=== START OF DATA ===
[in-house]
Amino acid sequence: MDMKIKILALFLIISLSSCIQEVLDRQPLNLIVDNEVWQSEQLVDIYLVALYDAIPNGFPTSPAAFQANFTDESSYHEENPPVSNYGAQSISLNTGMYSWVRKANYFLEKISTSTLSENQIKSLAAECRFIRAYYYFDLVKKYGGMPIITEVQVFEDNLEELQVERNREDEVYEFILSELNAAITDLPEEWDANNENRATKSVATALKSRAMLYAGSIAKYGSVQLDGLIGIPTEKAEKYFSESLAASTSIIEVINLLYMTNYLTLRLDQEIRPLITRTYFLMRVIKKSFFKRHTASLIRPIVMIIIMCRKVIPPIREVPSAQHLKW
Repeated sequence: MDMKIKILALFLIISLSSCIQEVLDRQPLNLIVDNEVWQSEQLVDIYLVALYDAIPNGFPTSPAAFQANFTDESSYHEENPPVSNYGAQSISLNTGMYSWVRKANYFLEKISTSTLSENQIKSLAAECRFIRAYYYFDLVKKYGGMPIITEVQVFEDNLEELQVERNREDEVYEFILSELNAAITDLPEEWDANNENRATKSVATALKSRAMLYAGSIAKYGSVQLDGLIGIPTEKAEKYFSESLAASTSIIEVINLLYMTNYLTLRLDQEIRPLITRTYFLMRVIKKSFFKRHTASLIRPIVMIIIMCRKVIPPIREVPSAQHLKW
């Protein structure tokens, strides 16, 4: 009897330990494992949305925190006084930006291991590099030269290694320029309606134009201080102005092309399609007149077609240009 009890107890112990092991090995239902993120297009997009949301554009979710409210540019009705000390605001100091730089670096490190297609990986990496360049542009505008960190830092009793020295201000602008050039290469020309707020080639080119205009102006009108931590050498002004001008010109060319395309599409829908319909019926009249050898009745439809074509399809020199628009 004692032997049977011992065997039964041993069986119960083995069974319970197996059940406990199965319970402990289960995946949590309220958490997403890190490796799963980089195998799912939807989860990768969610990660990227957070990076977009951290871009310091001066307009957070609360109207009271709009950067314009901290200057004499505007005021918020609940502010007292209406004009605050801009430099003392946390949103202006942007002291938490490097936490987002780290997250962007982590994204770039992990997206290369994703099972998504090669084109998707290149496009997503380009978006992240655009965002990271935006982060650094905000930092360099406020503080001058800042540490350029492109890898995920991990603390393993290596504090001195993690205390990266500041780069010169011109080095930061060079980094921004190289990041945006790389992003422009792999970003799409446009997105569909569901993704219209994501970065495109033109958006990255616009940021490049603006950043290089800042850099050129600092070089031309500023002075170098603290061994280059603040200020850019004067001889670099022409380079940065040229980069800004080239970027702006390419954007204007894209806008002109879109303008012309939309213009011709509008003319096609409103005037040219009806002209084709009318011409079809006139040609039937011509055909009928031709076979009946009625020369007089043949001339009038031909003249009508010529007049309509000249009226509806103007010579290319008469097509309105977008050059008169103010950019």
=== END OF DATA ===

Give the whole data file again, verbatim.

[in-house]
Amino acid sequence: MDMKIKILALFLIISLSSCIQEVLDRQPLNLIVDNEVWQSEQLVDIYLVALYDAIPNGFPTSPAAFQANFTDESSYHEENPPVSNYGAQSISLNTGMYSWVRKANYFLEKISTSTLSENQIKSLAAECRFIRAYYYFDLVKKYGGMPIITEVQVFEDNLEELQVERNREDEVYEFILSELNAAITDLPEEWDANNENRATKSVATALKSRAMLYAGSIAKYGSVQLDGLIGIPTEKAEKYFSESLAASTSIIEVINLLYMTNYLTLRLDQEIRPLITRTYFLMRVIKKSFFKRHTASLIRPIVMIIIMCRKVIPPIREVPSAQHLKW
Repeated sequence: MDMKIKILALFLIISLSSCIQEVLDRQPLNLIVDNEVWQSEQLVDIYLVALYDAIPNGFPTSPAAFQANFTDESSYHEENPPVSNYGAQSISLNTGMYSWVRKANYFLEKISTSTLSENQIKSLAAECRFIRAYYYFDLVKKYGGMPIITEVQVFEDNLEELQVERNREDEVYEFILSELNAAITDLPEEWDANNENRATKSVATALKSRAMLYAGSIAKYGSVQLDGLIGIPTEKAEKYFSESLAASTSIIEVINLLYMTNYLTLRLDQEIRPLITRTYFLMRVIKKSFFKRHTASLIRPIVMIIIMCRKVIPPIREVPSAQHLKW
């Protein structure tokens, strides 16, 4: 009897330990494992949305925190006084930006291991590099030269290694320029309606134009201080102005092309399609007149077609240009 009890107890112990092991090995239902993120297009997009949301554009979710409210540019009705000390605001100091730089670096490190297609990986990496360049542009505008960190830092009793020295201000602008050039290469020309707020080639080119205009102006009108931590050498002004001008010109060319395309599409829908319909019926009249050898009745439809074509399809020199628009 004692032997049977011992065997039964041993069986119960083995069974319970197996059940406990199965319970402990289960995946949590309220958490997403890190490796799963980089195998799912939807989860990768969610990660990227957070990076977009951290871009310091001066307009957070609360109207009271709009950067314009901290200057004499505007005021918020609940502010007292209406004009605050801009430099003392946390949103202006942007002291938490490097936490987002780290997250962007982590994204770039992990997206290369994703099972998504090669084109998707290149496009997503380009978006992240655009965002990271935006982060650094905000930092360099406020503080001058800042540490350029492109890898995920991990603390393993290596504090001195993690205390990266500041780069010169011109080095930061060079980094921004190289990041945006790389992003422009792999970003799409446009997105569909569901993704219209994501970065495109033109958006990255616009940021490049603006950043290089800042850099050129600092070089031309500023002075170098603290061994280059603040200020850019004067001889670099022409380079940065040229980069800004080239970027702006390419954007204007894209806008002109879109303008012309939309213009011709509008003319096609409103005037040219009806002209084709009318011409079809006139040609039937011509055909009928031709076979009946009625020369007089043949001339009038031909003249009508010529007049309509000249009226509806103007010579290319008469097509309105977008050059008169103010950019």